- Associated Press - Saturday, April 9, 2016

MINNEAPOLIS (AP) - About four years ago, Katy Collier joined the Two Bettys cleaning service. Scrubbing stovetops, vacuuming up dust bunnies and otherwise keeping clients’ homes clean allows her the time, income and intellectual energy to pursue her printmaking and other artistic endeavors.

“I can employ myself as an artist by having this job,” she said as she cleaned a house in south Minneapolis. “The artist part is No. 1.”

Most of Two Bettys’ 100 or so employees are painters, printmakers, musicians or some other kind of artist. The idea behind the business is that cleaning houses sustains the artists and their art, Minnesota Public Radio News (https://bit.ly/1MzCGVc ) reported.

Collier said cleaning houses is less taxing than other jobs she’s held to supplement the income from selling her works.

“I had a job with a nonprofit, before, where I was working over 40 hours a week, sitting at a desk,” she said. “Your emotional and brain-power energy is going to that job and not your own art.”



A highly educated graduate of Whittier College and the School of the Art Institute of Chicago, Collier said she’s also become a student of the domestic arts.

“I’ve become a vacuum connoisseur,” she said. “I really like Dysons or Kenmores.”

Fellow artist Anda Tanaka joined Two Bettys as a cleaner soon after graduating from St. Olaf College. She cleaned half-time for two years and now recruits for the company.

“I have a lot of friends who have been Bettys in the past, or are currently Bettys,” she said. “A lot of artist friends. I would probably say that between 70 and 80 percent of our cleaners are still artists, musicians, theater folk.”

Tanaka has earned praise not just for her art but also for her cleaning skills, earning a profile in Good Housekeeping.

Two Bettys got started about a decade ago, when founder Anna Tsantir and a partner were looking for work that paid well and fit with their artistic pursuits. Referrals for cleaning gigs steadily rolled in. “And soon we were making double what we were making when we were working our arts nonprofit job, and we had all this time to get back into the studio,” she said. Tsantir brought other artists on board. Word spread that Two Bettys was a good part-time gig for artists.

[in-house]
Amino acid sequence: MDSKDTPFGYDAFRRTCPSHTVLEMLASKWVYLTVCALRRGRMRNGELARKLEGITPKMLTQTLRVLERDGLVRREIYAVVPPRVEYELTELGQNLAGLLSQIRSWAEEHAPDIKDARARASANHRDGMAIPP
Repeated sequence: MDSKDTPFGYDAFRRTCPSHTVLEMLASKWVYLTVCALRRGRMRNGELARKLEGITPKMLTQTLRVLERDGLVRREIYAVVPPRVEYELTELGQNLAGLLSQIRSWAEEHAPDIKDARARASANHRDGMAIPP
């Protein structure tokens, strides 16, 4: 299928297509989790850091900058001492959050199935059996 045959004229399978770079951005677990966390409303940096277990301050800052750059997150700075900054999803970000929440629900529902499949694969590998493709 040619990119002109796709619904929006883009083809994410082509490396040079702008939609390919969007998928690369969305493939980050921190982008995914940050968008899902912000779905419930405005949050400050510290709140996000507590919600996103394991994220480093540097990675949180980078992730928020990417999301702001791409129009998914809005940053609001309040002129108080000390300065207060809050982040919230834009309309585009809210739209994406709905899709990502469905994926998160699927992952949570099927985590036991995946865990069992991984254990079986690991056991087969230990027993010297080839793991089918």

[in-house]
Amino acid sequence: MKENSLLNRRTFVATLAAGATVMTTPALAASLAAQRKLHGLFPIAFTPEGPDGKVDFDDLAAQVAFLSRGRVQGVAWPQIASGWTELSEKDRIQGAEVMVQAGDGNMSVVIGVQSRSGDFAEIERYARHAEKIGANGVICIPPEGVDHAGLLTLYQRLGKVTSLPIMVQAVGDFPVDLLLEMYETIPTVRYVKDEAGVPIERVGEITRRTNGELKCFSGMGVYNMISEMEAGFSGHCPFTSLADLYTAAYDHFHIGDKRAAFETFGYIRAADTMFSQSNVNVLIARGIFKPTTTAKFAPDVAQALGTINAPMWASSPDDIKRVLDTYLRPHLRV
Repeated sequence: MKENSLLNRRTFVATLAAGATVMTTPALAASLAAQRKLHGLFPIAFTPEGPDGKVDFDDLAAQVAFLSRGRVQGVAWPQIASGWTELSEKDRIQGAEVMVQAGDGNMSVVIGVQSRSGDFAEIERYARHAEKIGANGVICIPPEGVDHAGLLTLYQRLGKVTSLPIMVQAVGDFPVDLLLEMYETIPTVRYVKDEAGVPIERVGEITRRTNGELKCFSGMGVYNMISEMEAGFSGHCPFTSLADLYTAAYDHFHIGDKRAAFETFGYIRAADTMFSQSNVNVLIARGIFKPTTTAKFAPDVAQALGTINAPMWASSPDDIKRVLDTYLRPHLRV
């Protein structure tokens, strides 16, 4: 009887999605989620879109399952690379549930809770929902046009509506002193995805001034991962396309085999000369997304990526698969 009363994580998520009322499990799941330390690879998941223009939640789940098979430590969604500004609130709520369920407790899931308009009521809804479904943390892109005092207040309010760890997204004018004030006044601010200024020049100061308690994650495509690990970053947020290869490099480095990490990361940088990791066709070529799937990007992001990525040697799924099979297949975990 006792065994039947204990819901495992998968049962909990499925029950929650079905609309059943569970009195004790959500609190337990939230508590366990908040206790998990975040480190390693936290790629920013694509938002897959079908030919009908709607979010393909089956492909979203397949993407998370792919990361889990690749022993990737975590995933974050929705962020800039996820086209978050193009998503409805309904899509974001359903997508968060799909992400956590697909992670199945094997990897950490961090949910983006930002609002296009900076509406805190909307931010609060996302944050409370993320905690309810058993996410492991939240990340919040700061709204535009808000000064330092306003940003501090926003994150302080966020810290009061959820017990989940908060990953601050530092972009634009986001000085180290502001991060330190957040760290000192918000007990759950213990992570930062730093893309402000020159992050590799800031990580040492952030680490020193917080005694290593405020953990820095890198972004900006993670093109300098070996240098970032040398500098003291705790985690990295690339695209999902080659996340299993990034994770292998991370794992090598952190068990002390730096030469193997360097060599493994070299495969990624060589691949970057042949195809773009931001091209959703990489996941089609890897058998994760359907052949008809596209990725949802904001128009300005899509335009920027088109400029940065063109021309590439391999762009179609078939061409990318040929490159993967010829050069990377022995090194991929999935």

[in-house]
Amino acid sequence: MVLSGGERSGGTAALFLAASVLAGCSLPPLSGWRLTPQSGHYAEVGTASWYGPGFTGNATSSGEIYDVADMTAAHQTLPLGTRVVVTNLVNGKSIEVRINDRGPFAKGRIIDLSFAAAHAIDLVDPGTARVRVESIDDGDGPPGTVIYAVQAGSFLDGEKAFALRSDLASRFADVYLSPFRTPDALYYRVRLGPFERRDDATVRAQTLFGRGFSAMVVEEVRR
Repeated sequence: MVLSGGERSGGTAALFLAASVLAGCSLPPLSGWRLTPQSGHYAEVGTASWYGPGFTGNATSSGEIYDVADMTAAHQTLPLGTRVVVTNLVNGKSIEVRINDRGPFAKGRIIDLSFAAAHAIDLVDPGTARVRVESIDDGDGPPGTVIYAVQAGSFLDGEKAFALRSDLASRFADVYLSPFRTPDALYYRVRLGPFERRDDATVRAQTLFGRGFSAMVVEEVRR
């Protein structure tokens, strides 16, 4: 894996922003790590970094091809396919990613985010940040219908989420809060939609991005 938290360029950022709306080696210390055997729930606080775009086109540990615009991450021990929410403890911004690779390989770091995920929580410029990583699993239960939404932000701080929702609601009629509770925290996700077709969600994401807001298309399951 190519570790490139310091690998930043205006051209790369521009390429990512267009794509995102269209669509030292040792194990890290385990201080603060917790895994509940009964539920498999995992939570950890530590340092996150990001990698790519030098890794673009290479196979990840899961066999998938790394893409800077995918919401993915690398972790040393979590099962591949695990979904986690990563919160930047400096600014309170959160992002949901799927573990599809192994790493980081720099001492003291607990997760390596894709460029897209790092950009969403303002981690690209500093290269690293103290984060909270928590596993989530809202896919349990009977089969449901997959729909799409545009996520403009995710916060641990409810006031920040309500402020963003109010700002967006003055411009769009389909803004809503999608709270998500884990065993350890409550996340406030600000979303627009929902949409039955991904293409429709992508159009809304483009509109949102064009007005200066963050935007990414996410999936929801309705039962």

She said her business model is unusual, with 70 percent of revenue going to cleaners. They can make about $20 an hour.

“I love teaching the cleaners about how you can balance this work,” Tsantir said. “Because we pay higher, you have the time to maybe start up work in your studio and try to get your art out there, or be involved in more theater.”

Tsantir recently changed the business and made the cleaners employees instead of contractors. That means they qualify for Social Security, worker’s comp and other benefits that accrue to regular employees. It also means greatly increased costs for Tsantir. But she said a progressive approach that looks at more than the bottom line resonates with many of her clients, as does the focus on using natural cleaning products and supporting artists.

“We get to spread the green word,” she said.

And word is spreading about the company. In the past two years or so, Two Bettys’ client base has increased 50 percent to about 1,400 clients.

Monica Edwards Larson of Minneapolis was among Two Betty’s first customers, signing up shortly after getting a yellow Labrador that sheds serious fur.

“I understand what it’s like to supplement your income with other sources,” said Edwards Larson, a printmaker and art teacher. “That was another reason to hire Two Bettys, to support all kinds of artists in all different media.”

And artists do need support, to be sure.

“Artists make considerably less than people with comparable educational attainment,” said Ann Markusen, director of the Arts Economy Initiative and the Project on Regional and Industrial Economics at the University of Minnesota’s Humphrey School of Public Affairs.

A second source of income, Markusen said, is critical for many artists.

“That kind of work that pays you a payroll job where you’re regularly paying Social Security taxes and income taxes, and hopefully you have some benefits from your employer … that is just a very, very big boost,” Markusen said.

And Tsantir of Two Bettys said she’s honing her business skills to manage her firm’s growth and assure that it can provide artists with just such a boost for years to come.

___

Information from: Minnesota Public Radio News, https://www.mprnews.org

Copyright © 2019 The Washington Times, LLC.

The Washington Times Comment Policy

The Washington Times welcomes your comments on Spot.im, our third-party provider. Please read our Comment Policy before commenting.

 

Click to Read More and View Comments

Click to Hide